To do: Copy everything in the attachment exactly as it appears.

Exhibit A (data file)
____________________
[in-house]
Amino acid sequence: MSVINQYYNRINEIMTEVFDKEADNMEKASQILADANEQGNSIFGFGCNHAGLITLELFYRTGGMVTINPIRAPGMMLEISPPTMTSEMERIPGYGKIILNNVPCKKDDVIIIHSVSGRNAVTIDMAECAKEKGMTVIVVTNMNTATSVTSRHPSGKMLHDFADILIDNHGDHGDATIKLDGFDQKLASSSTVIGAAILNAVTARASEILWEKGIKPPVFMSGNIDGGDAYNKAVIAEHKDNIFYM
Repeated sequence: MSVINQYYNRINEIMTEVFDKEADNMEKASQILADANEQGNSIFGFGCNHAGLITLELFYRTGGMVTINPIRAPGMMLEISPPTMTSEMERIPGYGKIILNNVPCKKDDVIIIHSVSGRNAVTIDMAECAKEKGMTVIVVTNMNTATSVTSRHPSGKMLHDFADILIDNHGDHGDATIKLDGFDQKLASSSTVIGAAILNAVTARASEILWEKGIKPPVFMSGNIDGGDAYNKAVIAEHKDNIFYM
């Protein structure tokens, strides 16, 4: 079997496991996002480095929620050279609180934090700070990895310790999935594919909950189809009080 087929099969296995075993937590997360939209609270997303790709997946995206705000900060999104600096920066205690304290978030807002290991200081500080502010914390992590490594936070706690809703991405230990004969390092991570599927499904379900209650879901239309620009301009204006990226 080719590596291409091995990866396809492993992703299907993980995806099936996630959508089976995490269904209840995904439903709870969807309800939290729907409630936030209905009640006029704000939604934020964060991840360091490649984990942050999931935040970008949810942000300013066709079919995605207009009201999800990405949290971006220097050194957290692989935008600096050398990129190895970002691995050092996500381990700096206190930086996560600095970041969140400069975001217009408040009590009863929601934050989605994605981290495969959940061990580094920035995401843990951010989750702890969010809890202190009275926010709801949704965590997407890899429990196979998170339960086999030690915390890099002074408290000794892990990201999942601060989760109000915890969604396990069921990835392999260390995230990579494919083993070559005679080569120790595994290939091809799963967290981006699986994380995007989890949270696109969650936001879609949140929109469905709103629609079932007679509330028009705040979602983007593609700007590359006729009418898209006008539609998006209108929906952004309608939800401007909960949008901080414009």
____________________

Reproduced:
[in-house]
Amino acid sequence: MSVINQYYNRINEIMTEVFDKEADNMEKASQILADANEQGNSIFGFGCNHAGLITLELFYRTGGMVTINPIRAPGMMLEISPPTMTSEMERIPGYGKIILNNVPCKKDDVIIIHSVSGRNAVTIDMAECAKEKGMTVIVVTNMNTATSVTSRHPSGKMLHDFADILIDNHGDHGDATIKLDGFDQKLASSSTVIGAAILNAVTARASEILWEKGIKPPVFMSGNIDGGDAYNKAVIAEHKDNIFYM
Repeated sequence: MSVINQYYNRINEIMTEVFDKEADNMEKASQILADANEQGNSIFGFGCNHAGLITLELFYRTGGMVTINPIRAPGMMLEISPPTMTSEMERIPGYGKIILNNVPCKKDDVIIIHSVSGRNAVTIDMAECAKEKGMTVIVVTNMNTATSVTSRHPSGKMLHDFADILIDNHGDHGDATIKLDGFDQKLASSSTVIGAAILNAVTARASEILWEKGIKPPVFMSGNIDGGDAYNKAVIAEHKDNIFYM
């Protein structure tokens, strides 16, 4: 079997496991996002480095929620050279609180934090700070990895310790999935594919909950189809009080 087929099969296995075993937590997360939209609270997303790709997946995206705000900060999104600096920066205690304290978030807002290991200081500080502010914390992590490594936070706690809703991405230990004969390092991570599927499904379900209650879901239309620009301009204006990226 080719590596291409091995990866396809492993992703299907993980995806099936996630959508089976995490269904209840995904439903709870969807309800939290729907409630936030209905009640006029704000939604934020964060991840360091490649984990942050999931935040970008949810942000300013066709079919995605207009009201999800990405949290971006220097050194957290692989935008600096050398990129190895970002691995050092996500381990700096206190930086996560600095970041969140400069975001217009408040009590009863929601934050989605994605981290495969959940061990580094920035995401843990951010989750702890969010809890202190009275926010709801949704965590997407890899429990196979998170339960086999030690915390890099002074408290000794892990990201999942601060989760109000915890969604396990069921990835392999260390995230990579494919083993070559005679080569120790595994290939091809799963967290981006699986994380995007989890949270696109969650936001879609949140929109469905709103629609079932007679509330028009705040979602983007593609700007590359006729009418898209006008539609998006209108929906952004309608939800401007909960949008901080414009």